Pet Insurance, the Mysteries Explained
Pet insurance is an important consideration of pet ownership, however, with many different policy options and insurance jargon, it can get confusing - especially for first time pet owners. All too frequently we see pets at the practice who are supposedly insured but the policy is not valid due to a technicality or oversight. What follows is brief guide to pet insurance which will hopefully clear some of the murky waters a little!
Which policy is which?
Broadly speaking there are 2 types of insurance policy:
Life cover policies pay out for the life of the pet. They are limited either by a total spend in the policy year or by a fixed total amount which can be claimed per condition over the life of the pet. (See policy limit).
Annual policies pay for one year only from the date that the condition started – they are cheaper than life cover.
Insurance Premium: The insurance premium is the amount you pay for the insurance cover for your pet. Payments can be made monthly or annually.
Policy Limit: The policy limit is the amount of money that your policy will pay out if your pet requires treatment. It is usually a set amount per condition, although some life cover policies have a limit per year which resets every time that the policy is renewed. Higher policy limits attract higher premiums.
Excess: The excess is the amount that you have to pay when a claim is made for treatment. The excess is usually a fixed amount, although some policies charge a percentage of the total claim – watch out for this! If you have an annual policy, you will only pay the excess once per condition claimed – even if several different claim forms are submitted for the same condition. If you have a long term condition being claimed on a life cover policy, then an excess is paid every policy year. Higher insurance excesses attract lower premiums.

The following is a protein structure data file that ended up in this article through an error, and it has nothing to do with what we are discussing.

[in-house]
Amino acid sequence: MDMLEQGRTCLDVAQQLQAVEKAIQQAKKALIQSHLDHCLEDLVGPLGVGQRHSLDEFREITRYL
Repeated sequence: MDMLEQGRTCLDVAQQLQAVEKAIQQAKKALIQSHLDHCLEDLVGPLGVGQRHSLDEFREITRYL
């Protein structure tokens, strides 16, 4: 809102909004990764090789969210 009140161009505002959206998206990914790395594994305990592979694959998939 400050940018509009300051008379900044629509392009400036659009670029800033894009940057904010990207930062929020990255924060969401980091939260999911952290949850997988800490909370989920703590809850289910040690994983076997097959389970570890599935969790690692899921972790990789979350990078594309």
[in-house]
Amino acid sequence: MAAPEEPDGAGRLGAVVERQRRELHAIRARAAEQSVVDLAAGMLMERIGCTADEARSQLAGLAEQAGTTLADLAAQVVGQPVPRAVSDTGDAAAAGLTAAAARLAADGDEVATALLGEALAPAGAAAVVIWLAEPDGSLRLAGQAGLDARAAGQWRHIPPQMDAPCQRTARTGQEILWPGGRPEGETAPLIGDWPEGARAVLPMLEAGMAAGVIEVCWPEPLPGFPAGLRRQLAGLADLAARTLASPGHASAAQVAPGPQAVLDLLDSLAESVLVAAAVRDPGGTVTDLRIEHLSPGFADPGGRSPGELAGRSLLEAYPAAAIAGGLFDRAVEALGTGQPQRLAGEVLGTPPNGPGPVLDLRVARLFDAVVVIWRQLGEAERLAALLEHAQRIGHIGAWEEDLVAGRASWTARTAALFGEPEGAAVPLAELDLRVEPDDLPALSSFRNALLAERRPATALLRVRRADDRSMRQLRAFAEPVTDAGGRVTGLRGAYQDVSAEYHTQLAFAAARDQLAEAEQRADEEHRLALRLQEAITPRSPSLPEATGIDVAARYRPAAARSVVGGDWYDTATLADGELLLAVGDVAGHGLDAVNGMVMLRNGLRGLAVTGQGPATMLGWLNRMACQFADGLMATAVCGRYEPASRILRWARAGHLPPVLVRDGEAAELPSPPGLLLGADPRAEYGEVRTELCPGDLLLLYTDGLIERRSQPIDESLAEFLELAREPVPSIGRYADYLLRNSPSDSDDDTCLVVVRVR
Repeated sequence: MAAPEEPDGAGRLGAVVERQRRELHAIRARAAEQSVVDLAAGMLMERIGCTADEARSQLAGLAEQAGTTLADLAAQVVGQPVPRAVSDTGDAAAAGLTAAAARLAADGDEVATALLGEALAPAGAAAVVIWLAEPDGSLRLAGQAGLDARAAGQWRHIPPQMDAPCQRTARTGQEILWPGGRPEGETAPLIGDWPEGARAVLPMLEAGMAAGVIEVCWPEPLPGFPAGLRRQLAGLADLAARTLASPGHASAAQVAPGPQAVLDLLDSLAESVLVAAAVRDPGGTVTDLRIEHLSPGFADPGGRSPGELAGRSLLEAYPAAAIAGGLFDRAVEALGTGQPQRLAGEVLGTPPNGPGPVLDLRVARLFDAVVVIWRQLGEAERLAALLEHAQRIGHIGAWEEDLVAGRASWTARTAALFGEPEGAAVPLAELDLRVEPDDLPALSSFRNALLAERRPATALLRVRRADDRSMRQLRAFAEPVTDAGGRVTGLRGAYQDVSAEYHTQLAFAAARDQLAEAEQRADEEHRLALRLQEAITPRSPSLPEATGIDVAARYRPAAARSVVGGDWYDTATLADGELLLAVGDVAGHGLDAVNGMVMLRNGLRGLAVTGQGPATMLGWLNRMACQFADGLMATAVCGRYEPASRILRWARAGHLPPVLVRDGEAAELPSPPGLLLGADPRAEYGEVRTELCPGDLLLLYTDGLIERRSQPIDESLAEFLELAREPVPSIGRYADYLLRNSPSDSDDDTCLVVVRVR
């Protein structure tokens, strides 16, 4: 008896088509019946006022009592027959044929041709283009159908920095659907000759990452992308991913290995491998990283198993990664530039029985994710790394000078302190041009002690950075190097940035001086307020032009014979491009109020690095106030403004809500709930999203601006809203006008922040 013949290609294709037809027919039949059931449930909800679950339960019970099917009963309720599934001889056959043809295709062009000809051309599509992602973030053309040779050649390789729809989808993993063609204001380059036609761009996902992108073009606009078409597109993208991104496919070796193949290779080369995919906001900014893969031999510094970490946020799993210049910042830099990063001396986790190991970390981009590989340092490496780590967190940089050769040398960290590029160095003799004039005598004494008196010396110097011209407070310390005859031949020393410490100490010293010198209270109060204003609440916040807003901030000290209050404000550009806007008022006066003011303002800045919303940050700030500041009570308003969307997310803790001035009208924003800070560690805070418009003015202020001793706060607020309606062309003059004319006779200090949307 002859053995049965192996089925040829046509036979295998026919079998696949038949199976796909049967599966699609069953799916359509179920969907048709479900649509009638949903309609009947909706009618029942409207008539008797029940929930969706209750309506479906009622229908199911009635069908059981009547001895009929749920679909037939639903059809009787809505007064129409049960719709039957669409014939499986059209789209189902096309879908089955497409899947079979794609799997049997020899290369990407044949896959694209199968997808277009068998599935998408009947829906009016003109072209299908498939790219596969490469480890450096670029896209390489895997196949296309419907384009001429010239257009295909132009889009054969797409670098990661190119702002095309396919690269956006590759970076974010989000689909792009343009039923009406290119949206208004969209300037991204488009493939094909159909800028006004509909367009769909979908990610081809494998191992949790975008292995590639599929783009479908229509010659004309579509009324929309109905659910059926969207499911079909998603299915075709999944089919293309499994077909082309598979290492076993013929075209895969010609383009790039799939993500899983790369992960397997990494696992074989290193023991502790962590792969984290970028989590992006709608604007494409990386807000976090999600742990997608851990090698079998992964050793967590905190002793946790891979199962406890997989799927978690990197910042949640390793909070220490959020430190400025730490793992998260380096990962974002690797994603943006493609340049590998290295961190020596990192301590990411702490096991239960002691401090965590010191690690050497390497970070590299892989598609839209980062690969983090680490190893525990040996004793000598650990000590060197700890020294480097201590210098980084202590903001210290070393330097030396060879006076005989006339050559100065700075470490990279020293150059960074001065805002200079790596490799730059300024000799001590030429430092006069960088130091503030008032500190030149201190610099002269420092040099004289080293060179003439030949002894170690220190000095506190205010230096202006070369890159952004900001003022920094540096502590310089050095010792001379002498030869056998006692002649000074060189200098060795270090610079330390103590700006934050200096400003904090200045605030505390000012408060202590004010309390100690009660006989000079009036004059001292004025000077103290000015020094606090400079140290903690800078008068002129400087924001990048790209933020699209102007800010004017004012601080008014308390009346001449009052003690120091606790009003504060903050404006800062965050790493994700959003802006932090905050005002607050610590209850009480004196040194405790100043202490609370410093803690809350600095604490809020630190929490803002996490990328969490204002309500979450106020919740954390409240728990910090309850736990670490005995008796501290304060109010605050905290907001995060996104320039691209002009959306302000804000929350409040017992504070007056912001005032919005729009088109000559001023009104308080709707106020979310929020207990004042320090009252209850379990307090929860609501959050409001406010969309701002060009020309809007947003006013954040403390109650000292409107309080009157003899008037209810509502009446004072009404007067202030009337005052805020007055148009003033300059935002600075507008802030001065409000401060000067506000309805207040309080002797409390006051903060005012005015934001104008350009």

Exclusions: Exclusions are conditions which the insurance policy will not provide cover for. Exclusions normally exist either because they existed before the policy was taken out or because the maximum amount that can be claimed for a particular condition on a policy has been utilised.
Things to watch out for:
Switching insurance companies:
If you decide to switch from one insurance provider, you need to beware of two things:
Firstly, the new insurance provider will not cover ANY previous conditions that your pet has suffered from, even if you have never made a claim. If it has been referenced in the clinical notes that we (vets) make when you bring your pet in to the surgery, then it will not be covered.
Secondly, when you take out a new policy, there is an initial period (usually 14 days), where your pet will not be covered. If you are going to switch, it is sensible to make sure there is an overlap from your original provider to cover this period. We often come across situations where pet owners find that their pet is not covered for treatment for one of the above reasons, so even if another company is offering a cheaper premium, it is not always the right thing to swap!
Which policy to choose?
You may well still be wondering what policy is best for you. As a rough guide, if you want peace of mind that your pet will always be covered, then a life cover policy is best.
If you just want cover for the large, unexpected cost such as a fracture repair but can cope with regular payments for a long term condition, then an annual policy will suffice.
A limit of £4000 per condition will be ample for most problems, although serious injuries or conditions requiring specialist intervention can be more expensive.
Hopefully the world of pet insurance is now a bit easier to understand! However, if you are still confused, please do not hesitate to contact the practice and we will be able to help you with any queries.